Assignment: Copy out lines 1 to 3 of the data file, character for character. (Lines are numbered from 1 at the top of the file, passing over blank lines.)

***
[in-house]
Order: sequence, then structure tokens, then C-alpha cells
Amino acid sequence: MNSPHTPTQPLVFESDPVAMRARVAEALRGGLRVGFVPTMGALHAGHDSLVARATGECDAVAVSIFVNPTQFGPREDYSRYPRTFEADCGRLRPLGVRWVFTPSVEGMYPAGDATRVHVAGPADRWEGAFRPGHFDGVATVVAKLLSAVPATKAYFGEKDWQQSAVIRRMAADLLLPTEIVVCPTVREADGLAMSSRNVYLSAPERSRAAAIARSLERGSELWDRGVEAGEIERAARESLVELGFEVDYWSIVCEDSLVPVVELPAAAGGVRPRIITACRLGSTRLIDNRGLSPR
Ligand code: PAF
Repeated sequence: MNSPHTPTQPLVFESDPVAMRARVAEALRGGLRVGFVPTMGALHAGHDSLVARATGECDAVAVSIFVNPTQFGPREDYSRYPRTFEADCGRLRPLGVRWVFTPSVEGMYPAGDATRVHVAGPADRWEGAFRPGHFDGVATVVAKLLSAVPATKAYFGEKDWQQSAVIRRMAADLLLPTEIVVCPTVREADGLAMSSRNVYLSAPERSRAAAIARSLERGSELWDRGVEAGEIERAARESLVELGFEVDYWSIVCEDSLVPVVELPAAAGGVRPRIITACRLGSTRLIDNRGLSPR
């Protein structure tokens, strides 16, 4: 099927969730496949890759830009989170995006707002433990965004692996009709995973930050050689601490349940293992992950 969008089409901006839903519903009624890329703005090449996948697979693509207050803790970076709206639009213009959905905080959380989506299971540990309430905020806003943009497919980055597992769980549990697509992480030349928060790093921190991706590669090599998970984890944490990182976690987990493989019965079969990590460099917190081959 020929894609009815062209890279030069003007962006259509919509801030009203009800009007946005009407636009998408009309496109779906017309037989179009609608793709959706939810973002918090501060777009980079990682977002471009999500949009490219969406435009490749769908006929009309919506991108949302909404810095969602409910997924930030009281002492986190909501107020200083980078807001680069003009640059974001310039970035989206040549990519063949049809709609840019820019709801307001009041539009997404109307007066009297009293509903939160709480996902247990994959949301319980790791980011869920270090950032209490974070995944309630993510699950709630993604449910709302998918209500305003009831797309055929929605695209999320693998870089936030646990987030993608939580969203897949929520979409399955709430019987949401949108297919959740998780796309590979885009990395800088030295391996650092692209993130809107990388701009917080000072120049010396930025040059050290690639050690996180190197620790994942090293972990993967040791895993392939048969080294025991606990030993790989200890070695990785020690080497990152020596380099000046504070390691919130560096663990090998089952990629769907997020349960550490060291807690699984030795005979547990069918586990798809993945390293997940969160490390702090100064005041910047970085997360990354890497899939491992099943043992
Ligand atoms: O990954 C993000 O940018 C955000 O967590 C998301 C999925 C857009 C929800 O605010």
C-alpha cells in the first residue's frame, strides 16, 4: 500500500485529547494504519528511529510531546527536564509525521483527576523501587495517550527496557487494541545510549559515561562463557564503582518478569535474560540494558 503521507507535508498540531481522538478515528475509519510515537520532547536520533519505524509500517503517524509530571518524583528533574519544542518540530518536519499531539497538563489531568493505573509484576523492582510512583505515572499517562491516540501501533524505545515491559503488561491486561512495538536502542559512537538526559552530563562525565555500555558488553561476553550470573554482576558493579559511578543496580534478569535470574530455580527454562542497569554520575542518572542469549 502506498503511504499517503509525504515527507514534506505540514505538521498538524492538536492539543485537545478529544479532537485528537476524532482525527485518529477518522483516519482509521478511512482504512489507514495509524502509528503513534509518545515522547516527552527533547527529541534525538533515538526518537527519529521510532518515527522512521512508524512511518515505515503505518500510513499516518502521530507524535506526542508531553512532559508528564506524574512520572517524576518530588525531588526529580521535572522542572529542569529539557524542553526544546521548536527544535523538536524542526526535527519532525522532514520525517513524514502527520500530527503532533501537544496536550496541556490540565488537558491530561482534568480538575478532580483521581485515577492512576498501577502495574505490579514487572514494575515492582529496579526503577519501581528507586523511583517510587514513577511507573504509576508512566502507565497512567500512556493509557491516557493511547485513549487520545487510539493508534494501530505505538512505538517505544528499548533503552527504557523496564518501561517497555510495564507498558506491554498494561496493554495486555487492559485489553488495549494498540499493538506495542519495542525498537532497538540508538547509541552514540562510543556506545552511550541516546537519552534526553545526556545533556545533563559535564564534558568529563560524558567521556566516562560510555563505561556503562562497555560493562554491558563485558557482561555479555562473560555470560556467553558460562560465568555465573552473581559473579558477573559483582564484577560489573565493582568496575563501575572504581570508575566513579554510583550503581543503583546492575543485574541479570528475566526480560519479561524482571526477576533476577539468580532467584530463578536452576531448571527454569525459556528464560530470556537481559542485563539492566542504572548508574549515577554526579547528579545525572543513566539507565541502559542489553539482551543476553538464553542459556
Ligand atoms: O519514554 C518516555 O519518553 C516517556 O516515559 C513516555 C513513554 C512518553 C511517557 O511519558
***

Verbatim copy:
[in-house]
Order: sequence, then structure tokens, then C-alpha cells
Amino acid sequence: MNSPHTPTQPLVFESDPVAMRARVAEALRGGLRVGFVPTMGALHAGHDSLVARATGECDAVAVSIFVNPTQFGPREDYSRYPRTFEADCGRLRPLGVRWVFTPSVEGMYPAGDATRVHVAGPADRWEGAFRPGHFDGVATVVAKLLSAVPATKAYFGEKDWQQSAVIRRMAADLLLPTEIVVCPTVREADGLAMSSRNVYLSAPERSRAAAIARSLERGSELWDRGVEAGEIERAARESLVELGFEVDYWSIVCEDSLVPVVELPAAAGGVRPRIITACRLGSTRLIDNRGLSPR